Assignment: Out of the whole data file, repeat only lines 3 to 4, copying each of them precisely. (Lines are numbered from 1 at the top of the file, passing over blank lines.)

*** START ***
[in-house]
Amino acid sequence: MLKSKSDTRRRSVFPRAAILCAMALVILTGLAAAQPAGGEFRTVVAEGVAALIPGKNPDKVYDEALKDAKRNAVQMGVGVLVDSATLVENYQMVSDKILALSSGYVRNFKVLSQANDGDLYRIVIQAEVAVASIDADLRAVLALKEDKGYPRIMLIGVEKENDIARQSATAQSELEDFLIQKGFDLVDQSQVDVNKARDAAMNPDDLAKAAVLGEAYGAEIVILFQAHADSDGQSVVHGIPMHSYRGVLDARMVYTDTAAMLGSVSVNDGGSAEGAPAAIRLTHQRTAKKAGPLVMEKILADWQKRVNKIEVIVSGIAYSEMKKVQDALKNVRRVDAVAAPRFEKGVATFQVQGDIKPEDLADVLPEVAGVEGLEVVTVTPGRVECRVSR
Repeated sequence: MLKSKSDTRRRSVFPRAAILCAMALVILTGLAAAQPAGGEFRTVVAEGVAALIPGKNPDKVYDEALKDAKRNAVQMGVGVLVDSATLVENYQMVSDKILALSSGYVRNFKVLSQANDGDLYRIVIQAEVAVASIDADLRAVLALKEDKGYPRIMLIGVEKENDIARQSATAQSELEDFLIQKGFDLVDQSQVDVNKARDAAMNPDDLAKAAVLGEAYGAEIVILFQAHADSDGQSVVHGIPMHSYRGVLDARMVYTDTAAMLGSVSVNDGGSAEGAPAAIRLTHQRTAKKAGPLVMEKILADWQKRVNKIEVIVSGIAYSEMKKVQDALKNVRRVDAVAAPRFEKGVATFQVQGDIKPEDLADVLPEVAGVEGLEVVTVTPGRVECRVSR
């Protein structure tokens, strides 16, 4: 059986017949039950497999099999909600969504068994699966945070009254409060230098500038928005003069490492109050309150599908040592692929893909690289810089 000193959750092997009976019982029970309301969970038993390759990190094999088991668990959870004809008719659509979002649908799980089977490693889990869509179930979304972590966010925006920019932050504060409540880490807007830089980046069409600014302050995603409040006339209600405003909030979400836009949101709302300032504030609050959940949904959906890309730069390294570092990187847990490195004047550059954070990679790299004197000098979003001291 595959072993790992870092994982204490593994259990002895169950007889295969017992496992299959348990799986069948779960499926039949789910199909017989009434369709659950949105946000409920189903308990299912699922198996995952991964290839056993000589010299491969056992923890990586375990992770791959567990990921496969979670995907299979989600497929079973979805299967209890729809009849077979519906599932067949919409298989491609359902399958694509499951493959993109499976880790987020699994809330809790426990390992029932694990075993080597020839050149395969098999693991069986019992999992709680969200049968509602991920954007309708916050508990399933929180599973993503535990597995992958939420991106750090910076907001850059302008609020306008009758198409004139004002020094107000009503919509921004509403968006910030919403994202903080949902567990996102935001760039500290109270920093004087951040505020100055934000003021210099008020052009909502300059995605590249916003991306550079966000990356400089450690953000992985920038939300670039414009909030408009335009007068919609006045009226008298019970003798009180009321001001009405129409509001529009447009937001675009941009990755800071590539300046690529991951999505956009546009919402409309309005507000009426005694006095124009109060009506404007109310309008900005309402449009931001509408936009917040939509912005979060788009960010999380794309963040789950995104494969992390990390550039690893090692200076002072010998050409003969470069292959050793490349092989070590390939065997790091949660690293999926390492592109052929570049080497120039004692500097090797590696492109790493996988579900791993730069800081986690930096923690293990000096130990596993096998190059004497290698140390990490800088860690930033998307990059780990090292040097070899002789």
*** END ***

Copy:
Repeated sequence: MLKSKSDTRRRSVFPRAAILCAMALVILTGLAAAQPAGGEFRTVVAEGVAALIPGKNPDKVYDEALKDAKRNAVQMGVGVLVDSATLVENYQMVSDKILALSSGYVRNFKVLSQANDGDLYRIVIQAEVAVASIDADLRAVLALKEDKGYPRIMLIGVEKENDIARQSATAQSELEDFLIQKGFDLVDQSQVDVNKARDAAMNPDDLAKAAVLGEAYGAEIVILFQAHADSDGQSVVHGIPMHSYRGVLDARMVYTDTAAMLGSVSVNDGGSAEGAPAAIRLTHQRTAKKAGPLVMEKILADWQKRVNKIEVIVSGIAYSEMKKVQDALKNVRRVDAVAAPRFEKGVATFQVQGDIKPEDLADVLPEVAGVEGLEVVTVTPGRVECRVSR
């Protein structure tokens, strides 16, 4: 059986017949039950497999099999909600969504068994699966945070009254409060230098500038928005003069490492109050309150599908040592692929893909690289810089 000193959750092997009976019982029970309301969970038993390759990190094999088991668990959870004809008719659509979002649908799980089977490693889990869509179930979304972590966010925006920019932050504060409540880490807007830089980046069409600014302050995603409040006339209600405003909030979400836009949101709302300032504030609050959940949904959906890309730069390294570092990187847990490195004047550059954070990679790299004197000098979003001291 595959072993790992870092994982204490593994259990002895169950007889295969017992496992299959348990799986069948779960499926039949789910199909017989009434369709659950949105946000409920189903308990299912699922198996995952991964290839056993000589010299491969056992923890990586375990992770791959567990990921496969979670995907299979989600497929079973979805299967209890729809009849077979519906599932067949919409298989491609359902399958694509499951493959993109499976880790987020699994809330809790426990390992029932694990075993080597020839050149395969098999693991069986019992999992709680969200049968509602991920954007309708916050508990399933929180599973993503535990597995992958939420991106750090910076907001850059302008609020306008009758198409004139004002020094107000009503919509921004509403968006910030919403994202903080949902567990996102935001760039500290109270920093004087951040505020100055934000003021210099008020052009909502300059995605590249916003991306550079966000990356400089450690953000992985920038939300670039414009909030408009335009007068919609006045009226008298019970003798009180009321001001009405129409509001529009447009937001675009941009990755800071590539300046690529991951999505956009546009919402409309309005507000009426005694006095124009109060009506404007109310309008900005309402449009931001509408936009917040939509912005979060788009960010999380794309963040789950995104494969992390990390550039690893090692200076002072010998050409003969470069292959050793490349092989070590390939065997790091949660690293999926390492592109052929570049080497120039004692500097090797590696492109790493996988579900791993730069800081986690930096923690293990000096130990596993096998190059004497290698140390990490800088860690930033998307990059780990090292040097070899002789």